This month we supplemented our survey with a specific focus on the impact of COVID-19 on operations. This data reveals that a small minority (22%) report a sharp decline in activity levels due to (a) no product to distribute or (b) closures for safety purposes – both of which are likely to be transitory. By contrast, a large minority (38%) report either no change or an increase in activity. The remaining respondents report a moderate slowdown and are taking precautionary measures.

Background on the Industrial Business IndicatorTM

This proprietary monthly survey of our U.S. customers was introduced in 2007. We collate activity levels and use that data to estimate industry utilization (out of 100%). The activity index is our headline figure. As a diffusion index, it is benchmarked to 50, to which we add the percentage of customers who report more activity and subtract the percentage of customers who report less activity.

Covid Special report 3 - Chart

As we noted in last week’s update, the new structural growth drivers of higher inventory levels and a reacceleration of e-commerce may combine with four factors to temper the downturn for logistics:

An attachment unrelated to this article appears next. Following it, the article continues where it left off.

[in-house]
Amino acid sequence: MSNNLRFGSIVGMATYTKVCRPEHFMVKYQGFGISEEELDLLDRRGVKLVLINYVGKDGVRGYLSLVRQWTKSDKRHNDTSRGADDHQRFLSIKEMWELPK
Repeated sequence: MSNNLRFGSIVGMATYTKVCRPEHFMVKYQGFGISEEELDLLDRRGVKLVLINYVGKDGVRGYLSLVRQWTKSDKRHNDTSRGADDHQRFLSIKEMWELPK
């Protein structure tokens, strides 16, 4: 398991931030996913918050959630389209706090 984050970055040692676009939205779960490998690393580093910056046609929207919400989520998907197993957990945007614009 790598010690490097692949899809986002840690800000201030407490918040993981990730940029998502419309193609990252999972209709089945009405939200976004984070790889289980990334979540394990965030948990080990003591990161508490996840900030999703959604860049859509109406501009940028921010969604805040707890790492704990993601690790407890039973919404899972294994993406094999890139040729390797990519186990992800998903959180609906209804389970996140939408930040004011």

1. strong momentum and ultra-low market vacancies;
  2. diverse demand and growth among certain categories due to COVID-19, including e-commerce, groceries, and home improvement despite weakness in other categories, such as auto;
  3. inventory restocking flowing from China; and
  4. slowed development starts.

This week, our data indicates that facilities continue to operate with limited capacity to flex in order to accommodate growth where needed. Utilization rates remain at a still-elevated 84.5%. We expect that the short-term will be dominated by depressed economic activity and limited capital availability, especially for small- and medium-sized businesses. Fiscal stimulus will help. Logistics real estate demand, occupancies and rent growth all face headwinds.

Logistics is well-positioned for the long term. Looking across all real estate property types, performance will follow on how customers/ users adapt in this environment—for example, office users and their adoption of telecommuting versus coworking. For logistics real estate, momentum continues to build for new structural drivers to play a role in the medium- and long-term, namely (i) higher inventory levels for business continuity purposes and (ii) a re-acceleration of e-commerce from growth in both new consumer categories (seniors) and product categories (groceries). 

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Logistics Real Estate and COVID-19: Customer Resilience Amid High Economic Volatility